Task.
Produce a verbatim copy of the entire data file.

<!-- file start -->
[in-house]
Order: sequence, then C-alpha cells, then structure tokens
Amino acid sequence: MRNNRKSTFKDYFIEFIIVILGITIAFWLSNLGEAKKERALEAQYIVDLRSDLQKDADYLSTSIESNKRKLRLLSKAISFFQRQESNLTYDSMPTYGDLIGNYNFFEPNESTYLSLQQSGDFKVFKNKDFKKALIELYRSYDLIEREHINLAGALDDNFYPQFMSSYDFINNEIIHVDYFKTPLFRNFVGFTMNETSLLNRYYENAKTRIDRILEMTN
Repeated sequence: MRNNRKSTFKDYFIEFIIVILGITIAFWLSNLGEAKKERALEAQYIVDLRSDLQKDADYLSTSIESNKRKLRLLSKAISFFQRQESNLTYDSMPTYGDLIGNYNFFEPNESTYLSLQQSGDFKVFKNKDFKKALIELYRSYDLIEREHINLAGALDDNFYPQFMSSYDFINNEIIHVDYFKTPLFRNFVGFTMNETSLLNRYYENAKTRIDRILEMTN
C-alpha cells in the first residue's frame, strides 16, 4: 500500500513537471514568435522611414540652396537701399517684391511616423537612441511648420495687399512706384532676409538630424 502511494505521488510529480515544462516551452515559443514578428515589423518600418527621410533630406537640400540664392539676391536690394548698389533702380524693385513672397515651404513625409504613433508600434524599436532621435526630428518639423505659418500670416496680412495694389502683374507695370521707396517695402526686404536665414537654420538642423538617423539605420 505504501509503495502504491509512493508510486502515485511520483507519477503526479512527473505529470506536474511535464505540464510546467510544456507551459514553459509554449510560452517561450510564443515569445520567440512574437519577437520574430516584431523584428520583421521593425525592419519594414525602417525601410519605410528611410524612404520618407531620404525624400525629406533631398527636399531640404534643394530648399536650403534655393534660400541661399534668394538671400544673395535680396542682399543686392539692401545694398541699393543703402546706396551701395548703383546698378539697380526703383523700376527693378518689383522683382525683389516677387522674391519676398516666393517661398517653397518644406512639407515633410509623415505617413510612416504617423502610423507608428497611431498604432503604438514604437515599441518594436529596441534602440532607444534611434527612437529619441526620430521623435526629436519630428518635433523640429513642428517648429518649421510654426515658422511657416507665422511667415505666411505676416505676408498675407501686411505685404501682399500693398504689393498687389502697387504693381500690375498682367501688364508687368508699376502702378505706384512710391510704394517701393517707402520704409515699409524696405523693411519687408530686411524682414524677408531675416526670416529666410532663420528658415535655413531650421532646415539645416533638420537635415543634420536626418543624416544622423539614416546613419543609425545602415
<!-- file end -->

[in-house]
Order: sequence, then C-alpha cells, then structure tokens
Amino acid sequence: MRNNRKSTFKDYFIEFIIVILGITIAFWLSNLGEAKKERALEAQYIVDLRSDLQKDADYLSTSIESNKRKLRLLSKAISFFQRQESNLTYDSMPTYGDLIGNYNFFEPNESTYLSLQQSGDFKVFKNKDFKKALIELYRSYDLIEREHINLAGALDDNFYPQFMSSYDFINNEIIHVDYFKTPLFRNFVGFTMNETSLLNRYYENAKTRIDRILEMTN
Repeated sequence: MRNNRKSTFKDYFIEFIIVILGITIAFWLSNLGEAKKERALEAQYIVDLRSDLQKDADYLSTSIESNKRKLRLLSKAISFFQRQESNLTYDSMPTYGDLIGNYNFFEPNESTYLSLQQSGDFKVFKNKDFKKALIELYRSYDLIEREHINLAGALDDNFYPQFMSSYDFINNEIIHVDYFKTPLFRNFVGFTMNETSLLNRYYENAKTRIDRILEMTN
C-alpha cells in the first residue's frame, strides 16, 4: 500500500513537471514568435522611414540652396537701399517684391511616423537612441511648420495687399512706384532676409538630424 502511494505521488510529480515544462516551452515559443514578428515589423518600418527621410533630406537640400540664392539676391536690394548698389533702380524693385513672397515651404513625409504613433508600434524599436532621435526630428518639423505659418500670416496680412495694389502683374507695370521707396517695402526686404536665414537654420538642423538617423539605420 505504501509503495502504491509512493508510486502515485511520483507519477503526479512527473505529470506536474511535464505540464510546467510544456507551459514553459509554449510560452517561450510564443515569445520567440512574437519577437520574430516584431523584428520583421521593425525592419519594414525602417525601410519605410528611410524612404520618407531620404525624400525629406533631398527636399531640404534643394530648399536650403534655393534660400541661399534668394538671400544673395535680396542682399543686392539692401545694398541699393543703402546706396551701395548703383546698378539697380526703383523700376527693378518689383522683382525683389516677387522674391519676398516666393517661398517653397518644406512639407515633410509623415505617413510612416504617423502610423507608428497611431498604432503604438514604437515599441518594436529596441534602440532607444534611434527612437529619441526620430521623435526629436519630428518635433523640429513642428517648429518649421510654426515658422511657416507665422511667415505666411505676416505676408498675407501686411505685404501682399500693398504689393498687389502697387504693381500690375498682367501688364508687368508699376502702378505706384512710391510704394517701393517707402520704409515699409524696405523693411519687408530686411524682414524677408531675416526670416529666410532663420528658415535655413531650421532646415539645416533638420537635415543634420536626418543624416544622423539614416546613419543609425545602415